Let’s not upset the apple cart.
The Alaska Constitution has served Alaskans superbly for 60-plus years.
But, according to the Constitution, Alaskans are to be asked at least once a decade whether it is time for a new constitutional convention.
That question will be on the November general election ballot. The answer is no, and here’s why:
The potential for peril is significant.
To begin with, the process of changing the constitution following a favorable vote isn’t swift. It will take time.
If Alaskans approve the ballot measure, the Legislature would have to meet and decide the number of delegates for the convention and how they would be selected. Twice in the 1970s (1971 and 1978-1980), the Legislature considered those questions. Each time they answered with 65 delegates, 40 to be selected by House districts and 20 based on Senate districts, plus five delegates elected statewide at-large.
It’s likely the earliest the Legislature could act would be in the beginning of the 2023 session, followed by a special election in the summer of 2023, a convention in the fall of 2023, and a statewide vote on proposed constitutional changes in November 2024.
Or the process might be elongated with the Legislature acting in 2024. Delegates could be elected in 2024 during either the primary or the general election, followed by a convention in 2025 and a public vote in November 2026.
If voters changed the constitution, then it’s probable that lawsuits would be filed over the meaning of specific changes and the legal challenges could extend over years. It all would depend on the specific changes.
By the time all of that was settled, the majority of Alaskans’ beliefs and objectives might not align with the current electorate, and they might not like the final draft of the constitution.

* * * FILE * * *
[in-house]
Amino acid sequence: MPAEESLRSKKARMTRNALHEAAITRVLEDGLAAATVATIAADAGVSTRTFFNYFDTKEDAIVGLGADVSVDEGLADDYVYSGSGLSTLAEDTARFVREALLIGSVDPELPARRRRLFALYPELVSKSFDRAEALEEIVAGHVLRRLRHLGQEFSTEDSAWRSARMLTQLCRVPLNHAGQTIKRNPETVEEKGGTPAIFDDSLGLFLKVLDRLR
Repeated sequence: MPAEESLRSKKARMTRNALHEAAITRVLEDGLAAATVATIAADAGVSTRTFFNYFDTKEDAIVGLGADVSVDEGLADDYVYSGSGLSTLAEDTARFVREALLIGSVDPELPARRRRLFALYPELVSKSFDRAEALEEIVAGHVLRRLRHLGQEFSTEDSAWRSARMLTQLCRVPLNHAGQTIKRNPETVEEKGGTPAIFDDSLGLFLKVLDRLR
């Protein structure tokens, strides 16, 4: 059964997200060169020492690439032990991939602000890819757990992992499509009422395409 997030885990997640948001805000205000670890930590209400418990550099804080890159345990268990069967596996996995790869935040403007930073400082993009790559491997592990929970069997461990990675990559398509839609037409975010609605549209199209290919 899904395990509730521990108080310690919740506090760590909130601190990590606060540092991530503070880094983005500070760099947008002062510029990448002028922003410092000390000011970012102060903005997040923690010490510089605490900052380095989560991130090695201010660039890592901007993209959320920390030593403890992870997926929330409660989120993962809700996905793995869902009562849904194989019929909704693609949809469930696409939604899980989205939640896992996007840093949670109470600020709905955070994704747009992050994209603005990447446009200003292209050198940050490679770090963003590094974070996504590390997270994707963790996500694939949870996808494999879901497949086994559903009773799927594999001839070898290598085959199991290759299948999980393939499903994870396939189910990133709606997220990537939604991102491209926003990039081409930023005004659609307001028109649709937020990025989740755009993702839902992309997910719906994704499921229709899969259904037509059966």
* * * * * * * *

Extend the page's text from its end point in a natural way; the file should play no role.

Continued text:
And what would be the purpose of a convention at this point?
Well, some folks simply are frustrated with government. And what better way to mess with it, but to vote to change its structure?
Except that isn’t the way to address it. Frustration likely would lead to greater exasperation. With elected officials involved, and the Legislature would be represented, the proceedings wouldn’t be much different from what currently angers and annoys during a legislative session.
The convention also would open the door for a wide variety of hot topics.
If the U.S. Supreme Court reverses Roe v. Wade, then the decision of whether abortion should be legal or not moves to the purview of the states. Some Alaskans might want to encase an abortion law — either anti or pro — into a revised constitution.
Other issues that might become topics at a convention include prenatal rights, school choice, relocation of the capital, public employees retirement benefits and distribution guidelines for the Alaska Permanent Fund dividends.
It’s obvious these volatile topics — whether one or all came to the convention — would bode for a lively convention.
It would only get more animated when delegates started horse trading. A vote for abortion limits might be exchanged for a PFD vote. Or a delegate passionate about school choice might barter for a vote and give a capital location vote in exchange.
And Alaskans’ frustrations with government would escalate.
A convention is one way for Alaska to change its constitution. The other is through amendments.
Alaska voters have passed 28 of 40 proposed amendments since the constitution was written and adopted. Clearly, the amendment method is effective.
There is no sense in messing with what works. It would only create friction among Alaskans at a time when it’s necessary to come together to rise above the challenges created over the past couple of years.
Alaska doesn’t need another challenge when the constitution has served well for more than six decades already. Let’s give it at least another four.